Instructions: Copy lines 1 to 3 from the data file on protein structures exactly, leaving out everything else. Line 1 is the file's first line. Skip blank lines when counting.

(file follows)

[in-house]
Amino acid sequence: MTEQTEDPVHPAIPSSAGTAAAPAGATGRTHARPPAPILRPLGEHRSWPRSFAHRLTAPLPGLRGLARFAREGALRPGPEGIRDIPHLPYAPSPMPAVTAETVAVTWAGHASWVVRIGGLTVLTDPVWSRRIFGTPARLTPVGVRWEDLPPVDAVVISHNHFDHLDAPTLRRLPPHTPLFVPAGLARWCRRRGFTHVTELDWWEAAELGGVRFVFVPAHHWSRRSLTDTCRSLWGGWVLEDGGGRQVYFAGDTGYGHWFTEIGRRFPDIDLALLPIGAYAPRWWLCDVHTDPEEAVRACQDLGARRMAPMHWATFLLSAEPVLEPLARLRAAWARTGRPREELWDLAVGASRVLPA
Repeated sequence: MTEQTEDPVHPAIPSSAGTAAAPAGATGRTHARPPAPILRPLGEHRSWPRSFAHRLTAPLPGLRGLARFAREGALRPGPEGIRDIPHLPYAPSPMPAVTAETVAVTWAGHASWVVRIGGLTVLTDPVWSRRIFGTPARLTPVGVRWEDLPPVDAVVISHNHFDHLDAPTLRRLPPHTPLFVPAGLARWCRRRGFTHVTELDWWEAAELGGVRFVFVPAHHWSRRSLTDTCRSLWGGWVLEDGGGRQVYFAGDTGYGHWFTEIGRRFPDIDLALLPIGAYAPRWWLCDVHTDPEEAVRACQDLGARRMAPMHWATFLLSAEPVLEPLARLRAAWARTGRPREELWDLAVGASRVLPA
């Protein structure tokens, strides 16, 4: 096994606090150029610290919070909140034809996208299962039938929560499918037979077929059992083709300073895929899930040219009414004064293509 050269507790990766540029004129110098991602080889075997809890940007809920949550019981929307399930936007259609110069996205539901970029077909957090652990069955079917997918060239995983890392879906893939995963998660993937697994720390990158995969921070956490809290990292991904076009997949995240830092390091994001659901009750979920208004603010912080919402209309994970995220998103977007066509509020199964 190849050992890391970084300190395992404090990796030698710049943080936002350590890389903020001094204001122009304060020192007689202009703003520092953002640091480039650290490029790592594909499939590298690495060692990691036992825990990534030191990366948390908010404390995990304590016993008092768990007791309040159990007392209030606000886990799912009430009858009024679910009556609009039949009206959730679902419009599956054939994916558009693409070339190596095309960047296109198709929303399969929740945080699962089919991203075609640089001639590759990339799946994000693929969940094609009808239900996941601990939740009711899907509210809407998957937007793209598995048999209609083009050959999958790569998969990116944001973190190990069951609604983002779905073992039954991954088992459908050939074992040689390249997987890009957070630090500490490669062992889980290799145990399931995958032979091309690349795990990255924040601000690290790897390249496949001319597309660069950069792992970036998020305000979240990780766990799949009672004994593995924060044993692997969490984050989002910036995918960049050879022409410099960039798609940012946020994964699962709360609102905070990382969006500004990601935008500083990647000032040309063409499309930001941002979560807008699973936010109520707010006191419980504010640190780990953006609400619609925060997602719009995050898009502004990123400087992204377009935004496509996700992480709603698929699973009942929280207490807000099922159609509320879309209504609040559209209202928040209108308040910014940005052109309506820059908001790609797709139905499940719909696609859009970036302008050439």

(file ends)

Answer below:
[in-house]
Amino acid sequence: MTEQTEDPVHPAIPSSAGTAAAPAGATGRTHARPPAPILRPLGEHRSWPRSFAHRLTAPLPGLRGLARFAREGALRPGPEGIRDIPHLPYAPSPMPAVTAETVAVTWAGHASWVVRIGGLTVLTDPVWSRRIFGTPARLTPVGVRWEDLPPVDAVVISHNHFDHLDAPTLRRLPPHTPLFVPAGLARWCRRRGFTHVTELDWWEAAELGGVRFVFVPAHHWSRRSLTDTCRSLWGGWVLEDGGGRQVYFAGDTGYGHWFTEIGRRFPDIDLALLPIGAYAPRWWLCDVHTDPEEAVRACQDLGARRMAPMHWATFLLSAEPVLEPLARLRAAWARTGRPREELWDLAVGASRVLPA
Repeated sequence: MTEQTEDPVHPAIPSSAGTAAAPAGATGRTHARPPAPILRPLGEHRSWPRSFAHRLTAPLPGLRGLARFAREGALRPGPEGIRDIPHLPYAPSPMPAVTAETVAVTWAGHASWVVRIGGLTVLTDPVWSRRIFGTPARLTPVGVRWEDLPPVDAVVISHNHFDHLDAPTLRRLPPHTPLFVPAGLARWCRRRGFTHVTELDWWEAAELGGVRFVFVPAHHWSRRSLTDTCRSLWGGWVLEDGGGRQVYFAGDTGYGHWFTEIGRRFPDIDLALLPIGAYAPRWWLCDVHTDPEEAVRACQDLGARRMAPMHWATFLLSAEPVLEPLARLRAAWARTGRPREELWDLAVGASRVLPA